It’s no secret that the extended period of low prices, which is almost two years running, has significantly crimped upstream spending, but the numbers are becoming more and more eye-opening. Consultancy Wood Mackenzie says that global development upstream spending has been slashed by some $1 trillion since the oil price fall began in 2014. The cut in spending, which will negatively impact investment from 2015-2020, is likely to bring about a tighter market, or possibly a severe supply crunch, sometime in the future, despite the current oversupply. Woodmac estimates that the spending decline will lead to some 7 billion barrels of oil equivalent not being produced from 2016-2020 versus what was expected before the price decline.
Middle East producers, most notably Saudi Arabia, have not cut back in investment, setting the stage for them to see sharp gains in market share when tighter fundamentals are realized.
But lost in the talk about the decrease in spending is how Middle East producers, most notably Saudi Arabia, have not cut back in investment, setting the stage for them to see sharp gains in market share when tighter fundamentals are realized. Woodmac says it expects no drop in Saudi Arabian investment throughout this year and in 2017. While Saudi Arabia has suffered economic and fiscal pain from lower revenues from oil sales, it has a distinct advantage over other producers, particularly non-OPEC countries, for the longer term since it holds some of the lowest-cost reserves in the world.
The recent upstream developments are the result of the Saudis’ oil market strategy, decided in November 2014, to keep production elevated to capture market share and undermine high-cost non-OPEC production. The data from Woodmac reflect how successful the Saudi plan has been. The U.S., where shale production grew by 4 million barrels per day from 2010-15, is seeing the sharpest cuts, with investment falling by $125 billion in 2016-17. Moreover, some 70 percent of the fall in global production this year and next will occur onshore U.S.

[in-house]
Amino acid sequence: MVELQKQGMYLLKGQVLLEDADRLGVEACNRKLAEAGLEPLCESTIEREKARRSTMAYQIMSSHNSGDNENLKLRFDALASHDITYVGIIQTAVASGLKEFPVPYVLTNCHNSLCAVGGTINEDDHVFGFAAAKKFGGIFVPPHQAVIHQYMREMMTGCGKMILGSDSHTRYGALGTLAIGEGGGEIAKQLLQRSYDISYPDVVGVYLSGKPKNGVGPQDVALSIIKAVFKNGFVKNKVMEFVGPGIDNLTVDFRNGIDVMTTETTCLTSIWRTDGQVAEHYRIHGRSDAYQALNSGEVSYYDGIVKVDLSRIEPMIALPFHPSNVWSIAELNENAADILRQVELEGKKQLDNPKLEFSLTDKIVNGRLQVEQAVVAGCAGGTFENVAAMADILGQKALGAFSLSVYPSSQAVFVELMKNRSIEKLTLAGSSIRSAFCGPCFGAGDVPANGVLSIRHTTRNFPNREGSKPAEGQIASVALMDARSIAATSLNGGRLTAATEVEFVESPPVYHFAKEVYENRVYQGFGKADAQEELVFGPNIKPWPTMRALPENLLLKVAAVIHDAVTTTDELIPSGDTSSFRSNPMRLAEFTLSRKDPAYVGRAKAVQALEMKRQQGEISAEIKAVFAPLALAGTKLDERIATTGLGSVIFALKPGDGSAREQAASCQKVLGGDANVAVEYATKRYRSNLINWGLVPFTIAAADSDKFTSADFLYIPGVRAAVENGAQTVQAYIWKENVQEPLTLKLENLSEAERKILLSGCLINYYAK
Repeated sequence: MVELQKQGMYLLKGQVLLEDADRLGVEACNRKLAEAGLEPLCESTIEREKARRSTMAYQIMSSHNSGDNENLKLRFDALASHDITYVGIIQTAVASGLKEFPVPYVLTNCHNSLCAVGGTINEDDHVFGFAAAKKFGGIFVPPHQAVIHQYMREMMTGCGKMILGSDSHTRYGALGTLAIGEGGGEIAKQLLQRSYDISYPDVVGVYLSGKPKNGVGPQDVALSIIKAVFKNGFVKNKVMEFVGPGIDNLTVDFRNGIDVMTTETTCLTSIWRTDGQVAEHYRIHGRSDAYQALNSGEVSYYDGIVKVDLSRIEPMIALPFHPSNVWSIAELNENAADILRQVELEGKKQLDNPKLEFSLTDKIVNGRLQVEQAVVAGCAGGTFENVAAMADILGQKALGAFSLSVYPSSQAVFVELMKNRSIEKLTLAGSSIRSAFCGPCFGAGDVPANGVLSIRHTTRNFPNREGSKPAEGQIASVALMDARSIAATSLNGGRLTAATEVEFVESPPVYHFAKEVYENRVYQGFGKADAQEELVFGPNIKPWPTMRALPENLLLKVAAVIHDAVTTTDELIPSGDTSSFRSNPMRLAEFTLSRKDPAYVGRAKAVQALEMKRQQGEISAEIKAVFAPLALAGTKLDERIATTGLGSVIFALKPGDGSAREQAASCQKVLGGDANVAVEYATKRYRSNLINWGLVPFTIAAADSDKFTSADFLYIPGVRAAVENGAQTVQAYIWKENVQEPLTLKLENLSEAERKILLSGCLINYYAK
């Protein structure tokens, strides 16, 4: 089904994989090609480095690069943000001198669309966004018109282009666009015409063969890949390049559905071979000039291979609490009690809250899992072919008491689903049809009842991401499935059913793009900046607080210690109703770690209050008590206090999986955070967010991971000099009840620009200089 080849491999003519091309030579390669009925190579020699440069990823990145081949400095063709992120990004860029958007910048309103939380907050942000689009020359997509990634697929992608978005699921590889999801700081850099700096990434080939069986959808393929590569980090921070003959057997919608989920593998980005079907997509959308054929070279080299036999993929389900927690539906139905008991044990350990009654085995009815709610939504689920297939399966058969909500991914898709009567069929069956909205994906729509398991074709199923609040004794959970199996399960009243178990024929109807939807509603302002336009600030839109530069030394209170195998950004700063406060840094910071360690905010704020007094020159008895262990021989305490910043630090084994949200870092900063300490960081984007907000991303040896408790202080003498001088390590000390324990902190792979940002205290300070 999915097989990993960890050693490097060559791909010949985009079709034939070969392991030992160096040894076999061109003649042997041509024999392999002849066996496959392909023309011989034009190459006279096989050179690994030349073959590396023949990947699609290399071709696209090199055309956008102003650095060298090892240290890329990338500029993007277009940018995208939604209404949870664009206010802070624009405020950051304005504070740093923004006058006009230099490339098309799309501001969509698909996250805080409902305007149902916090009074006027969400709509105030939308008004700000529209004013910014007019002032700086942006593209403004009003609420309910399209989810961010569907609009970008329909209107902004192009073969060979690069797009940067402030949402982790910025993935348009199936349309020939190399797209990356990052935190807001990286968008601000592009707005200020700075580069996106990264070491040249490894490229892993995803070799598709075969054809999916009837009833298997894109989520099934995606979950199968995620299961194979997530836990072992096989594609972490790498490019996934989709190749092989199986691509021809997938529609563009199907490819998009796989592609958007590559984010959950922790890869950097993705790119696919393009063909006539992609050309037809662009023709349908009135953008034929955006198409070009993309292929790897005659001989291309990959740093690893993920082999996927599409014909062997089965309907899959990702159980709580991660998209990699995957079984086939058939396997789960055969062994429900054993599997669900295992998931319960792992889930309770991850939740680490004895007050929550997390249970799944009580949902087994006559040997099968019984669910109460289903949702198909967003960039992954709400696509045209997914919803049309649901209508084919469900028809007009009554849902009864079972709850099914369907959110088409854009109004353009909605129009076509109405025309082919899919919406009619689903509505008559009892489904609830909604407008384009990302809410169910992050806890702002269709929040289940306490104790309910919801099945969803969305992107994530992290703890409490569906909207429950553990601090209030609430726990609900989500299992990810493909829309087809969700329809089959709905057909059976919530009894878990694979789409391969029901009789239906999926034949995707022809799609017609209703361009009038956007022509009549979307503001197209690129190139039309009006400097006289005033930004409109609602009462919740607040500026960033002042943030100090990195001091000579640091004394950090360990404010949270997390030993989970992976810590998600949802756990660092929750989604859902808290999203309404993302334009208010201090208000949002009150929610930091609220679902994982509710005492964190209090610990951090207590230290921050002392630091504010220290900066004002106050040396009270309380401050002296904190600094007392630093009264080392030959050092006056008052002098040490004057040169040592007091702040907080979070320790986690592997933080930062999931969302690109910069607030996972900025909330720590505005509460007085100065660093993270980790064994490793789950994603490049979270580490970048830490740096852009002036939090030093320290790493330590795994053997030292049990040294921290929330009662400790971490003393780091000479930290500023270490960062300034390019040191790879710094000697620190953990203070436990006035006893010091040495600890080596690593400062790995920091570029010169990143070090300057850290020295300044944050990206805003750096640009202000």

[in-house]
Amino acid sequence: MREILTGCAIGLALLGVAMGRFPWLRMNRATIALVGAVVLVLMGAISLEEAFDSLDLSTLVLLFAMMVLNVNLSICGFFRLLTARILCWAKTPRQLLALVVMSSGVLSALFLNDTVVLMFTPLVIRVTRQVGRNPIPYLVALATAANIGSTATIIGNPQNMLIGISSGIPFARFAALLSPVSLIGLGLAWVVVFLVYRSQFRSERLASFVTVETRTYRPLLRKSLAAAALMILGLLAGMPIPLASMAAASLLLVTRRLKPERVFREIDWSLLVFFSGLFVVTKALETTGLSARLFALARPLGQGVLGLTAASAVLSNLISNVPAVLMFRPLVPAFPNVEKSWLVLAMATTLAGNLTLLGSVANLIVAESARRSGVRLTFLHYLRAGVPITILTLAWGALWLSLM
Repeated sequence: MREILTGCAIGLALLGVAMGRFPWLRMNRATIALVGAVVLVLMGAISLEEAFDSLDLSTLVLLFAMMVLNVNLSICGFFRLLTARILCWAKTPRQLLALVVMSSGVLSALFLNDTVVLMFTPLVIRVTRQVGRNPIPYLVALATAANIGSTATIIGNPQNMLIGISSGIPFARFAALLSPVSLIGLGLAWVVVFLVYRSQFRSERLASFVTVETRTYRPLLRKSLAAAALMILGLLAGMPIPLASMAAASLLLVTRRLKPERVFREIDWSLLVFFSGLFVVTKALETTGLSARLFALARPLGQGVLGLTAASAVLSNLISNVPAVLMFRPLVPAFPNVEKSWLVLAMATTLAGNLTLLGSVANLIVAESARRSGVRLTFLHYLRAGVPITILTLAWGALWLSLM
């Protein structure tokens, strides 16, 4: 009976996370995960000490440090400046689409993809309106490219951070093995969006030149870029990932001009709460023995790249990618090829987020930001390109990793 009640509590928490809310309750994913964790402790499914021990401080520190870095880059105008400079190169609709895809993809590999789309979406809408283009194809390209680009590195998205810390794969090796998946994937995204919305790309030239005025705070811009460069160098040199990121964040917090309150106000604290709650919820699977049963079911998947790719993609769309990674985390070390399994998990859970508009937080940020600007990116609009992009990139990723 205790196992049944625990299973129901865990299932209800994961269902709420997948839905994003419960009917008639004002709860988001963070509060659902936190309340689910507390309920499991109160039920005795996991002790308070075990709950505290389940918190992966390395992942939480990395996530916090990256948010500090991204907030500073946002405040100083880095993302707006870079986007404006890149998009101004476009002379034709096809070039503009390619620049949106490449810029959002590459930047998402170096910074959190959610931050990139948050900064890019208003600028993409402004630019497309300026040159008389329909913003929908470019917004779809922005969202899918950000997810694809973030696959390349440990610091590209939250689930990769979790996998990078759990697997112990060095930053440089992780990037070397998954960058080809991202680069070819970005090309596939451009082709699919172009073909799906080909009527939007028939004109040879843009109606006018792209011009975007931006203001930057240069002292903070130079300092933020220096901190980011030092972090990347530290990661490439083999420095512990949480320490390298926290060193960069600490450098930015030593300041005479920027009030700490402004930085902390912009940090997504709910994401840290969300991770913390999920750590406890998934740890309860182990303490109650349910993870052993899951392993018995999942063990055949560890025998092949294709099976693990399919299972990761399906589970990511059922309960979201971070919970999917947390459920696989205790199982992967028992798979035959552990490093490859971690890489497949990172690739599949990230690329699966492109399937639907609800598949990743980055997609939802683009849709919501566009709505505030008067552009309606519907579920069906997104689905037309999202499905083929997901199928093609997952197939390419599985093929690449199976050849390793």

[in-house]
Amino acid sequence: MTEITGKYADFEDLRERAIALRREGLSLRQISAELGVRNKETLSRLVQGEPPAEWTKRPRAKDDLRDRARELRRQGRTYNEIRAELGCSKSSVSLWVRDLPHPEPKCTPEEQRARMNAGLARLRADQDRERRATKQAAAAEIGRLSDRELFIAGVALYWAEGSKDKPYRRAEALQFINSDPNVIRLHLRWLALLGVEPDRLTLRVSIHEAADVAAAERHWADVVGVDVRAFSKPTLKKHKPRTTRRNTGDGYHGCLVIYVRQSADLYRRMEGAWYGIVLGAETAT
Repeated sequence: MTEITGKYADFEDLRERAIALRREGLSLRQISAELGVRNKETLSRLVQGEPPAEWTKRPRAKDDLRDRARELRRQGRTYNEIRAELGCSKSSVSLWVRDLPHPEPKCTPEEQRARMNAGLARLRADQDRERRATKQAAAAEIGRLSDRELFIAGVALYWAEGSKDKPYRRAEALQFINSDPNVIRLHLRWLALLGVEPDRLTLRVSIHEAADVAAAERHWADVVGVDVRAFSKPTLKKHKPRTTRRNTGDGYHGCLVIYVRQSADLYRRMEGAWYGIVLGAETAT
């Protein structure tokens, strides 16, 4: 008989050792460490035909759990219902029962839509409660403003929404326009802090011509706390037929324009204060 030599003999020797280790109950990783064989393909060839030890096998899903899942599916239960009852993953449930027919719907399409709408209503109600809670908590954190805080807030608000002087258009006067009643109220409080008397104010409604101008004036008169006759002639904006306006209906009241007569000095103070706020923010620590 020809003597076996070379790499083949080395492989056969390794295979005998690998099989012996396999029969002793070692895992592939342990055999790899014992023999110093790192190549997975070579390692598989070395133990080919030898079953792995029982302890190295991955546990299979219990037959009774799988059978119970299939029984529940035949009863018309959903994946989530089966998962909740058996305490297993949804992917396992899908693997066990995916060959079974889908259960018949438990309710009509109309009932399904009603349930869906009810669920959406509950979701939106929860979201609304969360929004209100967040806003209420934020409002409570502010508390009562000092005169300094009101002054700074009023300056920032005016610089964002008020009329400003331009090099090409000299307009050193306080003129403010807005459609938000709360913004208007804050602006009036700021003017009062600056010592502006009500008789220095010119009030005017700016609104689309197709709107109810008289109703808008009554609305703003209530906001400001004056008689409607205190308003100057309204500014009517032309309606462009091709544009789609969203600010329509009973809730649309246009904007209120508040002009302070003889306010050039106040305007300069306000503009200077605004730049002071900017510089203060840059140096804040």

Upstream developments are the result of the Saudis’ oil market strategy, decided in November 2014, to keep production elevated to capture market share and undermine high-cost non-OPEC production.
Saudi Arabia is now pumping 10.25 mbd, up roughly 600,000 b/d from November 2014, when OPEC made its seminal decision not to constrain output to balance the market. Securing America’s Future Energy’s latest issue brief shows how Saudi Arabia is using low prices to structurally rebalance the oil market for their benefit by recapturing short-term market share from U.S. shale, undermining investment in capital-intensive non-OPEC oil, stimulating oil demand, and undercutting policies that reduce oil consumption.
In contrast to the Saudis increasing output, the U.S. has seen a drop of almost 1 mbd in the past 14 months, with more declines expected. Oil prices rallying to the $50 level has certainly helped the U.S. oil industry, but the price is not high enough stimulate large volumes of shale oil. The fact that prices met resistance at $50 and have fallen back actually serves the Saudis well. The longer prices are low, the more non-OPEC investment will be choked off. This situation positions the Saudis well for the longer term.